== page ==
On Sunday, Indian military announced two drones carrying explosives were used to attack an air base in Jammu city. It was the first such attack on any military installation in India. The National Investigative Agency has launched a probe earlier this week.
As Indian agencies investigate the first drone attack on the country, the chief of the Indian Air Force, Rakesh Kumar Singh Bhadauria, confirmed on Friday that the strike was indeed aimed at destroying the military air base in Jammu.
Bhadauria said that since the Jammu base does not have critical assets such as an anti-drone system, the onslaught that took place on 27 June could not have been prevented.
“One strike was high explosives, the other was a fragmentation round,” Bhadauria said, admitting that although the force is by no means oversupplied with anti-drone systems, those it does have are enough to avert any huge damage.
“We already have counter-drone systems, another to be delivered within a month from indigenous sources. The Defence Research and Development Organisation system is also nearly ready for fielding. Very soon we will have enough systems in place and will have a way to fight this (drone issue),” Bhadauria added.
He said the drone attack is a “new kind of threat”, observing that it has many possibilities. “We are looking at it very closely to find the right solution to handle this (drone threat) effectively,” he underlined.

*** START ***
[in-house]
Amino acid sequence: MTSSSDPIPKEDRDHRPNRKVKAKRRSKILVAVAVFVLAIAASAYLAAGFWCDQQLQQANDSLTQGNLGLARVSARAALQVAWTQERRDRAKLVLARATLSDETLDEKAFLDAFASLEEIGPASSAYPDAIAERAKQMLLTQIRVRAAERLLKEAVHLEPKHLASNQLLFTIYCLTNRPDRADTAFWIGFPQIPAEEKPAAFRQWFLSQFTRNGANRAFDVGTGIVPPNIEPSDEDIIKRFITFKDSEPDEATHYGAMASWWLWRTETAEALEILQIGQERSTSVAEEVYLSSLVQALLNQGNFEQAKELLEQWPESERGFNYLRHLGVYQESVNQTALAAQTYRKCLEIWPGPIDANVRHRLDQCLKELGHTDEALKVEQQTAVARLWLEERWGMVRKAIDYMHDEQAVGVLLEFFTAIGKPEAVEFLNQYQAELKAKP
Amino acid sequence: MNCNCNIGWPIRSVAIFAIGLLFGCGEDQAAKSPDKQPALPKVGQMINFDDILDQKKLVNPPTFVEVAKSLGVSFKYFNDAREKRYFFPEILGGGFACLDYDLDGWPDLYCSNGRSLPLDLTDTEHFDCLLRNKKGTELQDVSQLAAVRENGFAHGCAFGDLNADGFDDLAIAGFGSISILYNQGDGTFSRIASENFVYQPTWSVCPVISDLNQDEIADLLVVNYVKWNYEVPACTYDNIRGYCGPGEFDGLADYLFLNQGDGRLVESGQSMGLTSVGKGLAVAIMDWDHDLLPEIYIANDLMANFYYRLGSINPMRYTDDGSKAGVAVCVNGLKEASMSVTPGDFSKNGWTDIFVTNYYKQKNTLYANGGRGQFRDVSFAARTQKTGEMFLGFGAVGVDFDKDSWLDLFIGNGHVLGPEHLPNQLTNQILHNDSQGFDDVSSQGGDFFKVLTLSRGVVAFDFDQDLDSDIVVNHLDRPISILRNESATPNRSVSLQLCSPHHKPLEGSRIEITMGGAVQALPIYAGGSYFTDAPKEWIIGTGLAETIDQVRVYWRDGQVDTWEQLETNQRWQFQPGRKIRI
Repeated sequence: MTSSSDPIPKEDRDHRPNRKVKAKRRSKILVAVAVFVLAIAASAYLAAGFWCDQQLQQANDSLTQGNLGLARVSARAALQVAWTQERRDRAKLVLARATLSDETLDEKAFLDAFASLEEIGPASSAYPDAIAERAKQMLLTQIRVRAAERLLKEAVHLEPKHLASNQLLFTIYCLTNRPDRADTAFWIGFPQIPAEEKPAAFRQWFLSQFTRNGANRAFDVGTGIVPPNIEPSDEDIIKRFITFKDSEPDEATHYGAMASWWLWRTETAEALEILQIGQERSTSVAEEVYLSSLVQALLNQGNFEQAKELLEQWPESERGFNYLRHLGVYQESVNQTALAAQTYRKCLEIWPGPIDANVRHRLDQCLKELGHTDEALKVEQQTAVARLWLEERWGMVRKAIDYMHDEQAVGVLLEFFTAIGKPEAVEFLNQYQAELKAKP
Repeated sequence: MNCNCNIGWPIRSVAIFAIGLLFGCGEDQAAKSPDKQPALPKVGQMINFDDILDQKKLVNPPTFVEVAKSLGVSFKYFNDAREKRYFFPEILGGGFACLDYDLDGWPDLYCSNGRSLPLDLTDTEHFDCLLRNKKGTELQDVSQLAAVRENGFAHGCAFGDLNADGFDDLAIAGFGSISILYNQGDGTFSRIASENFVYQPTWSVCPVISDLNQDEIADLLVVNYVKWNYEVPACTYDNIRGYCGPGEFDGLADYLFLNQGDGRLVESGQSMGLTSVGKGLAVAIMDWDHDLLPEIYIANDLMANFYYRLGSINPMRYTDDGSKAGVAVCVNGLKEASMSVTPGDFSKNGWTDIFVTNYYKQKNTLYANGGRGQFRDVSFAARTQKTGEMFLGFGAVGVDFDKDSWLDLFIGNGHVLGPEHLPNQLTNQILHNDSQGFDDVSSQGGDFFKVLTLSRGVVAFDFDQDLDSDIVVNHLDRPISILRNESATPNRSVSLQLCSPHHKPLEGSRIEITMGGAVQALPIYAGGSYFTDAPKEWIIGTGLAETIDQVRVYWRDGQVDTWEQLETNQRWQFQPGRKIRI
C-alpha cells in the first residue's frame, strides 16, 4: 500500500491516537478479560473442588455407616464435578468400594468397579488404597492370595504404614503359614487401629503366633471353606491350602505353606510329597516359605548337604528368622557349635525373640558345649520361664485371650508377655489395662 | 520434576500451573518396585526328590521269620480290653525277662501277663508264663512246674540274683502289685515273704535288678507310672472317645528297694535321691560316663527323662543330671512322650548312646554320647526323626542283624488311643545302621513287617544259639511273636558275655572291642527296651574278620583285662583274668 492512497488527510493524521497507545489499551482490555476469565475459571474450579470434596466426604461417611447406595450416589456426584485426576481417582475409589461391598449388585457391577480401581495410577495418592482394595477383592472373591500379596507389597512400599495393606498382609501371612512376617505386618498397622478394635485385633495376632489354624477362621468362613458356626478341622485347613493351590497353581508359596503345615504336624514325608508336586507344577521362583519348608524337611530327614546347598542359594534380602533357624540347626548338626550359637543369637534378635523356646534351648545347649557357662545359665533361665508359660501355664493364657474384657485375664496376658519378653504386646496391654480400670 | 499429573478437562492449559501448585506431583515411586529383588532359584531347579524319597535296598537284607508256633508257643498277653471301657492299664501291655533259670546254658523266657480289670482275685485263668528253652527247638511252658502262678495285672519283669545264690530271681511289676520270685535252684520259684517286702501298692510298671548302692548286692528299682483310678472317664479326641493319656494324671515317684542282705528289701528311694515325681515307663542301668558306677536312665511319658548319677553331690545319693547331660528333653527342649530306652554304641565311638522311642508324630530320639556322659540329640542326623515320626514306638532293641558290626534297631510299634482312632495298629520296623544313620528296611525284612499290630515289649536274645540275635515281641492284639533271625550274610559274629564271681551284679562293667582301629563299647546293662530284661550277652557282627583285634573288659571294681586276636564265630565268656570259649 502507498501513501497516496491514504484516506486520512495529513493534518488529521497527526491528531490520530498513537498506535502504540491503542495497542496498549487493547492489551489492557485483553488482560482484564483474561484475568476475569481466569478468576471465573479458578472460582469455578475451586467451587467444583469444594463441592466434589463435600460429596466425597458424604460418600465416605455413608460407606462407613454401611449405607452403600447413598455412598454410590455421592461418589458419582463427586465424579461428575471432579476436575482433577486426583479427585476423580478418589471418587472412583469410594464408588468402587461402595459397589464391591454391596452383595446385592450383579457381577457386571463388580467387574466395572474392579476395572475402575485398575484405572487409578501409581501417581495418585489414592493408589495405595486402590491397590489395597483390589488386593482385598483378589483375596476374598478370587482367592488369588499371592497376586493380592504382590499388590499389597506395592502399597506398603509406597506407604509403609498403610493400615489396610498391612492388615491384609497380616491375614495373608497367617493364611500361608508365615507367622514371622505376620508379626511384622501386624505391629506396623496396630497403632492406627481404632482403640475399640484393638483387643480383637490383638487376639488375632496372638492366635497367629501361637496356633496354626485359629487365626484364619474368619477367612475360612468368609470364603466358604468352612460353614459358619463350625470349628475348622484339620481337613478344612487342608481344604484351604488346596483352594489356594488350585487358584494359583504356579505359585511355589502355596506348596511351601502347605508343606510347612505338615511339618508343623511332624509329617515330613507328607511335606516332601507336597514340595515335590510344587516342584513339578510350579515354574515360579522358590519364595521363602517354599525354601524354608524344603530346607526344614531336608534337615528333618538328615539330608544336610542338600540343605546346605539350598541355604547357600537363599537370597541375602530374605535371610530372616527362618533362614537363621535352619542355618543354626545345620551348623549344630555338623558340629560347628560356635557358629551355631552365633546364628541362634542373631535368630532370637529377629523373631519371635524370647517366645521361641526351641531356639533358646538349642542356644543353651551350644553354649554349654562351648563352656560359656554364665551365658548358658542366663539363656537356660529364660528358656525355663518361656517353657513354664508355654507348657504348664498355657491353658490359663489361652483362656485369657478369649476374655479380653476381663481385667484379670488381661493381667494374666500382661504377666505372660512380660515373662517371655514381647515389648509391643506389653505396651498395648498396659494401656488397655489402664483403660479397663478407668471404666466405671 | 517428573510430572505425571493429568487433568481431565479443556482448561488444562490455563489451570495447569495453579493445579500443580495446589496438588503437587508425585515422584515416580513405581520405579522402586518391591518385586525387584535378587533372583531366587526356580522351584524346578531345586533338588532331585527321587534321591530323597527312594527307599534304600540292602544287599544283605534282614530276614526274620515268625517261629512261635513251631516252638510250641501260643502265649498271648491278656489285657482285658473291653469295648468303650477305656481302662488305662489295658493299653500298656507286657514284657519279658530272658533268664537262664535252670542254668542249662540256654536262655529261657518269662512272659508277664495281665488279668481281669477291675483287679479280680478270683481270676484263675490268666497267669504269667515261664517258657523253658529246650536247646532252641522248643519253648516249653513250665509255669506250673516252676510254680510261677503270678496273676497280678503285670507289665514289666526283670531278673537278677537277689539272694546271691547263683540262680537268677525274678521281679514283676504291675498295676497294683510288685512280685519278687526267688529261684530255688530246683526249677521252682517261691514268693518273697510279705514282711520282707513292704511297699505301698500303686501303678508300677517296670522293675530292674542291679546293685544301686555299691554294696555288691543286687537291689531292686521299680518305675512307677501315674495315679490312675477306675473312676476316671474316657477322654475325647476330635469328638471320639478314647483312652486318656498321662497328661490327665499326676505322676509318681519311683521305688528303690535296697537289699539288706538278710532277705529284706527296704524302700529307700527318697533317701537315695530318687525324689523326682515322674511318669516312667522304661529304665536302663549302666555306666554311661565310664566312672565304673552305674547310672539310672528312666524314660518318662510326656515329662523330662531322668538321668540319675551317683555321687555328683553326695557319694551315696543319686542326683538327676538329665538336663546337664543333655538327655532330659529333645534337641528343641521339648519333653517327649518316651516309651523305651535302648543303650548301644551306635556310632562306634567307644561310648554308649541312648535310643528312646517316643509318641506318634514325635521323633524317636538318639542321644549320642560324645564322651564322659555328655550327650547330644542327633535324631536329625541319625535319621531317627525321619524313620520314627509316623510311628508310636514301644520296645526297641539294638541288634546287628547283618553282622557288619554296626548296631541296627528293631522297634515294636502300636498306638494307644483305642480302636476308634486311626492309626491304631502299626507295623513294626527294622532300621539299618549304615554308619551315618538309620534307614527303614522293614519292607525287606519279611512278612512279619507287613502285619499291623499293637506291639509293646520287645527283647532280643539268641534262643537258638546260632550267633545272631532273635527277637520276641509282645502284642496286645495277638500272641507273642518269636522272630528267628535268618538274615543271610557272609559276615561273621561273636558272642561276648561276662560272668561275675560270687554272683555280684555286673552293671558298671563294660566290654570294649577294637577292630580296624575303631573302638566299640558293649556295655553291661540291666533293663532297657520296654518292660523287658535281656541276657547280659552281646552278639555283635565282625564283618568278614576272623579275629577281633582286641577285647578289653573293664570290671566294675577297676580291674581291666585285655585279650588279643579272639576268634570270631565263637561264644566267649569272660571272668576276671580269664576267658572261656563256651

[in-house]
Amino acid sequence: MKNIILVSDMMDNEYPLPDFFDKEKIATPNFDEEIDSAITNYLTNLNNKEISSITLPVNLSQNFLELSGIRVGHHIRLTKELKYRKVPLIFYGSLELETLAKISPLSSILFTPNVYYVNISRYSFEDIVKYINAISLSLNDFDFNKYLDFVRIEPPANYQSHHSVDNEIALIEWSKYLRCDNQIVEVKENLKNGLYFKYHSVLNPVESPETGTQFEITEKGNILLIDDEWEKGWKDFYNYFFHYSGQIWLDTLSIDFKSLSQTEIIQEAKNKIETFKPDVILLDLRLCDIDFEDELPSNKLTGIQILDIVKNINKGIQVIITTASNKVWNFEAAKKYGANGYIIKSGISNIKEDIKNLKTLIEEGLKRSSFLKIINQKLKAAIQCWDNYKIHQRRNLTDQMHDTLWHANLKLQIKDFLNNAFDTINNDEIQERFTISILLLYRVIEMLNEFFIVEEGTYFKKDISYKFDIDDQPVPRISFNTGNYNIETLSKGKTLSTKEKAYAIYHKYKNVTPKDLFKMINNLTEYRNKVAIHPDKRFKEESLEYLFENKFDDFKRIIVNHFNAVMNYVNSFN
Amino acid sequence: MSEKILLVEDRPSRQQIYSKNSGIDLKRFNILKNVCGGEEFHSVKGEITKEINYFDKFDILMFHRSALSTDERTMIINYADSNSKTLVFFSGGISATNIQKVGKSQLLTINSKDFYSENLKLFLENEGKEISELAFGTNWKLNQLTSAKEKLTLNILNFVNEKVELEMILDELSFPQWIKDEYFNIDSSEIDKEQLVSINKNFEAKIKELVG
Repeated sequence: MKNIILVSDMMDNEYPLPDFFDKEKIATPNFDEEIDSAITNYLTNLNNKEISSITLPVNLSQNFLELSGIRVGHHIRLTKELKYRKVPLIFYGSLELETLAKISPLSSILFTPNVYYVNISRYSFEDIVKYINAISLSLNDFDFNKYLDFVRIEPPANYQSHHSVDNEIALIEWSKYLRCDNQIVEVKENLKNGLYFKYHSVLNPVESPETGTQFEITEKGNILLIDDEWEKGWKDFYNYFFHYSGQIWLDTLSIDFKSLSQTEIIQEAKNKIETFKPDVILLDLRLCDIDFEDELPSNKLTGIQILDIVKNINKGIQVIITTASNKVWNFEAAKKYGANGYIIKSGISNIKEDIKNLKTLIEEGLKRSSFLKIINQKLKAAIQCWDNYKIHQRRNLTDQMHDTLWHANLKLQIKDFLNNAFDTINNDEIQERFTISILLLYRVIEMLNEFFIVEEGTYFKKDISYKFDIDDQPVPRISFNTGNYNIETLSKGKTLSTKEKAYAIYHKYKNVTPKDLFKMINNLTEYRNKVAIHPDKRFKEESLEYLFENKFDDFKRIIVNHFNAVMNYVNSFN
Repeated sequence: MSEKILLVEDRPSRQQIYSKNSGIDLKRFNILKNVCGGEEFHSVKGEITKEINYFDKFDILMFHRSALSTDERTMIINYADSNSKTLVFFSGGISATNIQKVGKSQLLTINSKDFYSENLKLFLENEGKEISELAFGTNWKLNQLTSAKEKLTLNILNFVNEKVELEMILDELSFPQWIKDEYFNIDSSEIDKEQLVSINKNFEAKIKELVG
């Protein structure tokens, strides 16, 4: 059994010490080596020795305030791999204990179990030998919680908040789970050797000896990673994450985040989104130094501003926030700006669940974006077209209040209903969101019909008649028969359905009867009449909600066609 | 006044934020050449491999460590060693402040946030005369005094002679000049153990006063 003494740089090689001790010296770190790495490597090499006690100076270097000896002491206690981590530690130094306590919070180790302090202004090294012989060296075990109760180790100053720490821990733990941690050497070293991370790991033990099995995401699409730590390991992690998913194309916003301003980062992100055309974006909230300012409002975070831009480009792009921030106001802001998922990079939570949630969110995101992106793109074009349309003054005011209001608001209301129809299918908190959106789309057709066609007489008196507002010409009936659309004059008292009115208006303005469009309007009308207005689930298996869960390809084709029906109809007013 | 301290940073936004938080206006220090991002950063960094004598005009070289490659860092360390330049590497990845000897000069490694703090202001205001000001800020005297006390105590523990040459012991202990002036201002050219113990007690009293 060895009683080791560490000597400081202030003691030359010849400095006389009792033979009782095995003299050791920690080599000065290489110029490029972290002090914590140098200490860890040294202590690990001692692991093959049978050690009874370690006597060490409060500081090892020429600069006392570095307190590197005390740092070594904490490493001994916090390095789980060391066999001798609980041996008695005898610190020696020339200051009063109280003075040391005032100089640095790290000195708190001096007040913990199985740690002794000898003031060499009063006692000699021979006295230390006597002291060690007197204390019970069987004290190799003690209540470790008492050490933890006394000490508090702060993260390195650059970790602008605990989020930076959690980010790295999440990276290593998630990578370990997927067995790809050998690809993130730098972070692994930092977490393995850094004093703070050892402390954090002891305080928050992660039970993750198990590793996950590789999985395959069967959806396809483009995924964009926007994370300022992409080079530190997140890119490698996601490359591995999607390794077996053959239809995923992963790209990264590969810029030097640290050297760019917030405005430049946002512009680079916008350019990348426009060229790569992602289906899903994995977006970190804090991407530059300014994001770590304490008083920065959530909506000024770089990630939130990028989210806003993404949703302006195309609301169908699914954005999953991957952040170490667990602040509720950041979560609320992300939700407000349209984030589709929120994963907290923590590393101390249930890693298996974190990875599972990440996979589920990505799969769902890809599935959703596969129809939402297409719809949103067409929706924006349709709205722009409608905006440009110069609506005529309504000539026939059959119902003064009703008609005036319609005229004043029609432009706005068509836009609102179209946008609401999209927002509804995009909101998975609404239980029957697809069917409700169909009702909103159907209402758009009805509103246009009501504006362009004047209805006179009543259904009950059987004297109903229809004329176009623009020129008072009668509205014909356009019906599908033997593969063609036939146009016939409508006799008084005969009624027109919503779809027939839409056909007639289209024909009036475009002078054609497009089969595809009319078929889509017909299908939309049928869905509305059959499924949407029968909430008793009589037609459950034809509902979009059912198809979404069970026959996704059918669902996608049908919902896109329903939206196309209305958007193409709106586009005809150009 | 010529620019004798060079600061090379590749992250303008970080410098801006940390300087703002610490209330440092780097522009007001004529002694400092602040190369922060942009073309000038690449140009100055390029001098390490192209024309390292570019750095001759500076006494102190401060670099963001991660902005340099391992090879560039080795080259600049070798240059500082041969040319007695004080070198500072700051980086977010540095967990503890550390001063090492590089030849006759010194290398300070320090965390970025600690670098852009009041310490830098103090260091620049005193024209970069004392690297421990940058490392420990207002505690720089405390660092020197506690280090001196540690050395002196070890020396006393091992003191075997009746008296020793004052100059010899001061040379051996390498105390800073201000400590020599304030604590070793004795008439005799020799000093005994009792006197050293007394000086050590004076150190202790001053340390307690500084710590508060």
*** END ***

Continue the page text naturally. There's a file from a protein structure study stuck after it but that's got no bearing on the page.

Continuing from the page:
Since the Sunday incident, the Indian military has claimed that it has thwarted several threats with troops on high alert intercepting drones flying over an army base in Kashmir early Monday and a drone trying to enter near the Jammu border on Friday.
On Sunday, Indian military claimed that improvised explosive devices (IEDs) delivered by drones were used to attack the Indian Air Force Station at Jammu in which two people received minor injuries and military assets remain unharmed. The attack was carried out in the technical area of the air force station where flying and other operational assets are housed.
Indian authorities in recent years have been concerned about the possibility of drone attacks by terrorists in the disputed Jammu and Kashmir region, especially after more than half a dozen drones were spotted near border districts. Indian authorities accuse Pakistan of using Chinese-made drones to drop packages consisting of weapons to aide terrorists.